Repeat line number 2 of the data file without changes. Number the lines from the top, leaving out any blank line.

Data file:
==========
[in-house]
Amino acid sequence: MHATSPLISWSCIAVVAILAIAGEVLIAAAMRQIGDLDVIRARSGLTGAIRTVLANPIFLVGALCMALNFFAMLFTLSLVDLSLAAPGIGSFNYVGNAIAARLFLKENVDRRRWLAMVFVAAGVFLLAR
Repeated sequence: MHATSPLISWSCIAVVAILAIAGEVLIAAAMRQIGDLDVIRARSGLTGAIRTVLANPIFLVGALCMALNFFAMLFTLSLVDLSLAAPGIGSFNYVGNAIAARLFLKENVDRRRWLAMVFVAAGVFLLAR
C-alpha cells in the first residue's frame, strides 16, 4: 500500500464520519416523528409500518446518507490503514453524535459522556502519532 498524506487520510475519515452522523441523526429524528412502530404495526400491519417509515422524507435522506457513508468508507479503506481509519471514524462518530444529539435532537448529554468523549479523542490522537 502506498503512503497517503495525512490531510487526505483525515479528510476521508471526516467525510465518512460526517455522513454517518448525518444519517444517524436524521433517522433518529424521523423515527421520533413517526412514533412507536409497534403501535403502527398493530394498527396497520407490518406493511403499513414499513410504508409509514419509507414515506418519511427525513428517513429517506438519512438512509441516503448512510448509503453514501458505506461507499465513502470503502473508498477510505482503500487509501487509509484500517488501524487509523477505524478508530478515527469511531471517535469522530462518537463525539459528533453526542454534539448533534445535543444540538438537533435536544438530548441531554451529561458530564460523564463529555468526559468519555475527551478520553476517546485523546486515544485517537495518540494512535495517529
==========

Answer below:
Amino acid sequence: MHATSPLISWSCIAVVAILAIAGEVLIAAAMRQIGDLDVIRARSGLTGAIRTVLANPIFLVGALCMALNFFAMLFTLSLVDLSLAAPGIGSFNYVGNAIAARLFLKENVDRRRWLAMVFVAAGVFLLAR